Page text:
Despite the steady increase in pricing for already over-priced imported cars, the demand for luxury brands in China continues to accelerate it’s rate of growth, especially over the last few years.
According to Porsche and Daimler AG’s Mercedes-Benz, both companies posted a four-month sales increase in China, exceeding 30 percent rising number as a lot of wealthy Chinese customers purchased German luxury cars as a high status symbol.
However, Porsche customers need to wait about 15 months for a confirmed order of a Cayenne; the longest time frame delivery for the vehicle globally.
German luxury marques hope to further capitalize upon an increase in the rate of growth for premium goods, by charging more for their vehicles, thereby helping them realize greater profits.
The most basic Cayenne model costs 893,000 Yuan (US$137,000) in China, which is double the price in the U.S. This has practically increased their profits to US$695 million for the first-quarter of 2011, by its best-selling model; the Porsche Cayenne.
Porsche has customized certain things about their cars for the Chinese market. For instance, the German marque noticed Chinese’s consumers tend to carry around half litre bottles, which prompted Porsche to replace their usual-sized cup holders with ones that could accommodate these bottles. They have even gone a step further by creating an entirely unique colour called “China Pink” after a customer in Chingqing wanted her Cayman painted the same shade as her make-up!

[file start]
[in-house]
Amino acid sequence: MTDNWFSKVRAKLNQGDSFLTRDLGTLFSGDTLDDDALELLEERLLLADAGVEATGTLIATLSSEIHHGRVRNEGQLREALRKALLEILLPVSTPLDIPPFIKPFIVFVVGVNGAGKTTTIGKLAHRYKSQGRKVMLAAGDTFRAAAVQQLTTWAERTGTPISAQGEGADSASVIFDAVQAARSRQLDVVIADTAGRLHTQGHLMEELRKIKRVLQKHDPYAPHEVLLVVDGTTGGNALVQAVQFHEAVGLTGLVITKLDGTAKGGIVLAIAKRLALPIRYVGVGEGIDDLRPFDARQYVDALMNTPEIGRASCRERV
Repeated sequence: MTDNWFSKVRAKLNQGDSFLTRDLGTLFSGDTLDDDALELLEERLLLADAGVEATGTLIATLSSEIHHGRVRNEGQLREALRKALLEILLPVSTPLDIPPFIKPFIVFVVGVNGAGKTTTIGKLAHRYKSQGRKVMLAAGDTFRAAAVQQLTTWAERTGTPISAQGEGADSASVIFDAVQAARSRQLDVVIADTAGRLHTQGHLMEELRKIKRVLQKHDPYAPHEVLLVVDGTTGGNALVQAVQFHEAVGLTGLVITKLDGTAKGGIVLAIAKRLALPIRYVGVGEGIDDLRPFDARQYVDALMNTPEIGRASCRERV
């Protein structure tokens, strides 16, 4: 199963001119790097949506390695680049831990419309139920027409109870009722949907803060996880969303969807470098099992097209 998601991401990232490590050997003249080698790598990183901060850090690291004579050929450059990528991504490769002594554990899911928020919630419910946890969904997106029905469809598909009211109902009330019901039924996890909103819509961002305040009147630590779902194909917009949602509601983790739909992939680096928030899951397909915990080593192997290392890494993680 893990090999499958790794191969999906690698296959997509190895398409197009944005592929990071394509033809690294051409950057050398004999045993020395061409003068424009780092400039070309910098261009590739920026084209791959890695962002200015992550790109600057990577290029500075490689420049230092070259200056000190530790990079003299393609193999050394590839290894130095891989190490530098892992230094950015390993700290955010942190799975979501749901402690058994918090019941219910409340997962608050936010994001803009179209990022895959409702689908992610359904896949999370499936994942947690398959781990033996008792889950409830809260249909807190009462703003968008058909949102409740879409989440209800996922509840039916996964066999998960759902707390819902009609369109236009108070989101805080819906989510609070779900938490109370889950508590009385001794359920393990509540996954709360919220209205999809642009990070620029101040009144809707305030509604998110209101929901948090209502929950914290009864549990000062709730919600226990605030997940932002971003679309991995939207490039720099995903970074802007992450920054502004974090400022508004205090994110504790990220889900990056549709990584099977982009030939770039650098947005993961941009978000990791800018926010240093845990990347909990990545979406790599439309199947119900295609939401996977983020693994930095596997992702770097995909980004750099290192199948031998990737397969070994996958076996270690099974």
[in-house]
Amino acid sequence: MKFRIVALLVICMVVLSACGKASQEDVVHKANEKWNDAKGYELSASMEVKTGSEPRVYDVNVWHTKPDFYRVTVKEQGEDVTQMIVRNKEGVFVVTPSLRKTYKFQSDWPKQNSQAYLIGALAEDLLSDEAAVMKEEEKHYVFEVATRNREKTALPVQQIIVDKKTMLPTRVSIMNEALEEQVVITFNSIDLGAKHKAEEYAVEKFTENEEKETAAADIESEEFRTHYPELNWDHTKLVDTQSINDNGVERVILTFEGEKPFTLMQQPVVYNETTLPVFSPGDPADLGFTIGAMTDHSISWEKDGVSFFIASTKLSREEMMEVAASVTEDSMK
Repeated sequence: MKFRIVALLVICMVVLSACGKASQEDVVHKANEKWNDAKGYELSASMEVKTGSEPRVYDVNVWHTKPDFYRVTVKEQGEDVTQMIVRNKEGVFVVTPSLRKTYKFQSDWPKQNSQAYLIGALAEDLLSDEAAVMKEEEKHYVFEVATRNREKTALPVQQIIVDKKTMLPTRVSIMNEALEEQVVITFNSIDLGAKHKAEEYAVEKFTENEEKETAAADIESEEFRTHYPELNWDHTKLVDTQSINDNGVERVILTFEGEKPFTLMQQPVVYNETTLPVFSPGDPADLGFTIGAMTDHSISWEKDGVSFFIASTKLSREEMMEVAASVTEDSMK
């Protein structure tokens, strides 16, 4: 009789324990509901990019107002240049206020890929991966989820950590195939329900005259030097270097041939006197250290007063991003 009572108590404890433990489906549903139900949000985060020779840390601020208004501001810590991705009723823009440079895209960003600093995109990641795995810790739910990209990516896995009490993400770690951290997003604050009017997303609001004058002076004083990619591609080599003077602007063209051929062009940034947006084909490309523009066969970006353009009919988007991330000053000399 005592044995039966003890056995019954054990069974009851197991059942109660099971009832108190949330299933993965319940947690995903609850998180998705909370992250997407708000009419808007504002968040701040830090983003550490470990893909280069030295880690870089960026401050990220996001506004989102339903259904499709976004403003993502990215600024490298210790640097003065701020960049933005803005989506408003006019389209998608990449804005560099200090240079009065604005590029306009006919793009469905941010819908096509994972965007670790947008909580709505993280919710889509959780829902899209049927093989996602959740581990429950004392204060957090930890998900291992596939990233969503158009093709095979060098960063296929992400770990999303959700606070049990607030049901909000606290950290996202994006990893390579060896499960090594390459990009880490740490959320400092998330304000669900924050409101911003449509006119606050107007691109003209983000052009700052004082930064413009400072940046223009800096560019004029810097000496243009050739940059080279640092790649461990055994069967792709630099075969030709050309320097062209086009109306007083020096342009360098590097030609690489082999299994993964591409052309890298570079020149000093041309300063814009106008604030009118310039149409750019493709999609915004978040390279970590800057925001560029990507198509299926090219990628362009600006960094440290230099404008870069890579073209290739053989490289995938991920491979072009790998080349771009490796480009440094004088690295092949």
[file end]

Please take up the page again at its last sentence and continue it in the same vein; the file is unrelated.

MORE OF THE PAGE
One of the main factors that caused the late delivery of the Cayenne was due to a shortage for the 3.0-litre engine used in the model. Porsche is working on solutions to ramp up production and reduce the waiting period for the Cayenne to somewhere between 6 and 9 months by the end of 2011.
Porsche also plan to triple their dealer network in China to about 100 dealers from 33 dealers by 2018 at the latest. The carmaker will open 10 dealerships every year, with openings in smaller cities like Ordos in the Northern Chinese province of Inner Mongolia, and Haikou on Hainan Island in 2011.